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The Circuit Court of Dane County overruled a previous decision that a sale of software was exempt as a custom program. The court found that the software did not qualify for an exemption primarily due to the fact that the vendor of the program did not modify it to an extent that it would be considered custom software. The company still has a chance to appeal the decision. (Dept. of Revenue v. Menasha Corp.)

(01/20/2005)

In Publication 207, Wisconsin presents information regarding the classification of certain products and services typically provided by contractors. Among other things, the publication clarifies that computer cabling is a part of communications equipment, retaining walls are real property regardless of whether or not they are decorative, and underground piping at a service station qualifies as tangible personal property. Additional information in the publication clarifies details of the exemption that applies to materials used to construct real property for a Native American Tribe on its reservation. (Publication 207, Wisconsin Department of Revenue, September 7, 2004)

(12/15/2004)

As of January 1, 2005, licensed motor vehicle dealers will pay the use tax rate (5%, 5.1%, 5.5%, or 5.6%) on $122 instead of $118. The change is based on the annual percentage change in the Consumer Price Index, which was 3.27% for the period of July 1, 2003 to June 30, 2004, determined by the U.S. Department of Labor. (Sales and Use Tax Report 2-04, September 2004)

(10/22/2004)

Wisconsin forms S-214, S-214a, S-214b, S-215, S-216, S-219, and S-221 are now obsolete. These forms will be replaced with information from Publication 229, Brackets for Collecting Wisconsin Sales or Use Tax on Retail Sales, available at http://www.dor.state.wi.us/pubs/01pb229.pdf. (Sales and Use Tax News E-mail, Wisconsin Department of Revenue, April 13, 2004.)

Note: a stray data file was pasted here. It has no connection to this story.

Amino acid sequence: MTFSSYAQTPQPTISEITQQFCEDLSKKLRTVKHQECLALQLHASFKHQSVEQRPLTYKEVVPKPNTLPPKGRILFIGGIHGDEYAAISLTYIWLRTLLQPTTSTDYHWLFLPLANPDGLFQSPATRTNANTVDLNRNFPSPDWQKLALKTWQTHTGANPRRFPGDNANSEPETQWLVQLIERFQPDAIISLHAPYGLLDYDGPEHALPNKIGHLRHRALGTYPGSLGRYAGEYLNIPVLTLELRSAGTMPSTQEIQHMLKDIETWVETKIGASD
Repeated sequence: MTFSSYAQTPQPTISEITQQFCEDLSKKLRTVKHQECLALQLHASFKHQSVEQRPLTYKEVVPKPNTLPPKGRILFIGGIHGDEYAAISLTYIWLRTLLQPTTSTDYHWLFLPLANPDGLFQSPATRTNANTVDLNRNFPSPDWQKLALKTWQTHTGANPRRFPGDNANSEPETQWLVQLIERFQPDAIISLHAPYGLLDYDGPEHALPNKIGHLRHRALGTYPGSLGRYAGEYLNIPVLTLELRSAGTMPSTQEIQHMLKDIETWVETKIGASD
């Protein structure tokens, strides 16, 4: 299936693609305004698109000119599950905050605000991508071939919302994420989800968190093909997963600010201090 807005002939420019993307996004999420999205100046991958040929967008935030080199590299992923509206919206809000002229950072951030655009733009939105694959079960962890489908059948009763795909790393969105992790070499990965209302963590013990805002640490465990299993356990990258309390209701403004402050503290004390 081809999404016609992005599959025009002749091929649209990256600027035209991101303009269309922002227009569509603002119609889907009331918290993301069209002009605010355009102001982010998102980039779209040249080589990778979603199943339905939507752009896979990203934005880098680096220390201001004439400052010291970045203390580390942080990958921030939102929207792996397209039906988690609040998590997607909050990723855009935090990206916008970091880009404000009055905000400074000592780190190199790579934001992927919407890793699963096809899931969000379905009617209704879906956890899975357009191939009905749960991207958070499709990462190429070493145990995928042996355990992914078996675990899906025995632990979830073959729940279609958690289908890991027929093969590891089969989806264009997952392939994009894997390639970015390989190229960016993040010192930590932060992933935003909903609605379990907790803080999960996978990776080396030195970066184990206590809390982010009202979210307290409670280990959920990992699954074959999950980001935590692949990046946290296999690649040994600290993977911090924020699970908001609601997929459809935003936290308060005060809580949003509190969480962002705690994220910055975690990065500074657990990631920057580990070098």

(05/15/2004)

This year Wisconsin has developed alternative methods to the electronic filing requirement to assist tax registrants who face filing hardships, (i.e. no means to electronically or additional workload entering data into SIP that was already in their sales tax software). Three methods have been established: Sales Internet Process, File Transmission, and Sales TeleFile. Additionally, the Department of Revenue is now able to accept Electronic Funds Transfer (EFT) payments for sales and use tax Notices of Amount Due and Business Tax Registration (BTR) fees. Previously only payments for tax due on sales and use tax returns were allowed through EFT. (Wisconsin Department of Revenue Sales and Use Tax Report, March 2004)

(05/15/2004)

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